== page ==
Everyday Foods Add Up to Major Salt Problems:
TUESDAY, Feb. 7 (HealthDay News) -- Americans still eat way too
much salt, and much of it comes from dietary staples such as bread,
poultry, cheese and pasta, U.S. health officials reported
A U.S. Centers for Disease Control and Prevention report said 90
percent of Americans consume too much salt on a daily basis.
Ten types of foods account for 44 percent of salt consumption,
the CDC researchers said. These include bread and rolls; deli meats
and cured meats; pizza; fresh and processed poultry; soups;
cheeseburgers and other sandwiches; cheese; pasta dishes such as
spaghetti with meat sauce; meat dishes such as meat loaf with
tomato sauce; and salty snacks, such as pretzels, chips and
Too much salt, the major source of dietary sodium, can raise
blood pressure, which is linked to heart disease and stroke.
"Heart disease and stroke are leading causes of death in the United States and are largely dependent on the high rate of high blood pressure, and one of the things that's driving our blood pressure up is that most adults in this country eat or drink about twice the amount of sodium recommended," CDC director Dr. Thomas Frieden said during a noon press conference Tuesday.
"Reducing sodium across the food supply can increase consumer choice, is feasible, it can save thousands of lives and billions of dollars in health care costs each year," Frieden added.
According to the report, reducing sodium by 25 percent in those
10 food types could help prevent 28,000 deaths each year and save
$7 billion in health care costs. Overall salt intake would decline
by 10 percent.
Because some of these foods, such as bread, are eaten several
times a day, salt consumption adds up, even though an individual
serving is not high in sodium.
"Cooking fresh food at home is the best way to lower sodium," said Samantha Heller, a dietitian and clinical nutrition coordinator at the Center for Cancer Care at Griffin Hospital in Derby, Conn.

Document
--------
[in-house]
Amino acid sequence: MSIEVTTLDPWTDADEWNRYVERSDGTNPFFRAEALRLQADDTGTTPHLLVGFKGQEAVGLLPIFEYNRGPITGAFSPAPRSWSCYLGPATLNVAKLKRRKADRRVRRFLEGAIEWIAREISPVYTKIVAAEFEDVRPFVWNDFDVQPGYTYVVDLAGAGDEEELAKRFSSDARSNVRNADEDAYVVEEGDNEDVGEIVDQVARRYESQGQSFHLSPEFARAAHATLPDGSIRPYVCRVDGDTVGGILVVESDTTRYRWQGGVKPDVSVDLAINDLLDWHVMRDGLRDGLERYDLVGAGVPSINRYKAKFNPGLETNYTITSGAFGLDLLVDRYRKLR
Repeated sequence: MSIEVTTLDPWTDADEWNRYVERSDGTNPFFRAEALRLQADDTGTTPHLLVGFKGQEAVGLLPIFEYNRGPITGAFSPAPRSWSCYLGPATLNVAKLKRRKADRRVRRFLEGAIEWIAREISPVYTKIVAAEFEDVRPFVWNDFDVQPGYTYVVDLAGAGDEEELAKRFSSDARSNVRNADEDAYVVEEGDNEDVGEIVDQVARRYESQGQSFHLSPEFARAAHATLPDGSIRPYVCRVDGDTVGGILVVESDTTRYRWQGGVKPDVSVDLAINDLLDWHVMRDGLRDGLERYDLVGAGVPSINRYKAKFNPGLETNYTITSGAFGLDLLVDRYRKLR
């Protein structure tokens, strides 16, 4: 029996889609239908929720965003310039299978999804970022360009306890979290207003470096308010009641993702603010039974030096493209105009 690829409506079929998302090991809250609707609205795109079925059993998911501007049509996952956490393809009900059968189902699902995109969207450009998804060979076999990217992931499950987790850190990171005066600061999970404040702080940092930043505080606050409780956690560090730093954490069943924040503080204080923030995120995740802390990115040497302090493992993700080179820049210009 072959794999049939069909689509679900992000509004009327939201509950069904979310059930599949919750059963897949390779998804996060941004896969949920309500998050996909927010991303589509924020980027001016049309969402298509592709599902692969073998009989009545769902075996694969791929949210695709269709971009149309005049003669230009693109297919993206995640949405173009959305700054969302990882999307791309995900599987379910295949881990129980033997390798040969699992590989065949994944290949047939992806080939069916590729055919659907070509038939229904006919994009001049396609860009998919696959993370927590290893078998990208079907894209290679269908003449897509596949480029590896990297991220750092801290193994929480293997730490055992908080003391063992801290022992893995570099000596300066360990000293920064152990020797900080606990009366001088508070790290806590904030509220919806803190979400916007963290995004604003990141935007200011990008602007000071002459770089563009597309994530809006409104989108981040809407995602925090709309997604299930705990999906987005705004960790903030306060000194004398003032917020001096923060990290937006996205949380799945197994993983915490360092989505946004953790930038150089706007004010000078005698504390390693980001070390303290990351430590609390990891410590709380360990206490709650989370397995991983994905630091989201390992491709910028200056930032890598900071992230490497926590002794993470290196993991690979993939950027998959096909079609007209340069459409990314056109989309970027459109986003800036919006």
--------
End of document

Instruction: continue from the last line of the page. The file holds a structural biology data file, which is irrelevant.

For their estimates, CDC researchers relied on data from a
2007-2008 nutrition study of more than 7,000 Americans aged 2 years
The investigators found that 65 percent of daily sodium comes
from food bought in stores, and 25 percent from restaurant
Excluding salt added at the table, the average American consumes
about 3,300 milligrams of sodium per day -- significantly more than
the 2,300 milligrams recommended by the U.S. Dietary
For people over 51 years of age, black Americans, and those with
high blood pressure, chronic kidney disease or diabetes, the
recommendation is just 1,500 milligrams a day.
Manufacturers of processed foods and restaurants need to reduce
salt content in their foods, the report stated.
The best way to reduce your salt intake, the researchers said,
is to eat more fresh or frozen fruits and vegetables without sauce
and limit processed foods.
Heller suggested buying low-sodium foods, such as no-sodium
canned tomatoes and tomato sauce, and using less cheese, "which can
be surprisingly high in sodium."
It's important to learn which foods are high in sodium and
figure them into your day, and to check food labels when shopping,
Heller said. Also, limit cold cuts and processed meats.
The report, titled
Vital Signs: Food Categories Contributing the Most to Sodium
Consumption--United States, 2007-2008, is published in the CDC's Morbidity and Mortality Weekly Report, Feb. 7 early release edition.
For tips on reducing salt in your diet, visit the
U.S. National Heart, Lung, and Blood
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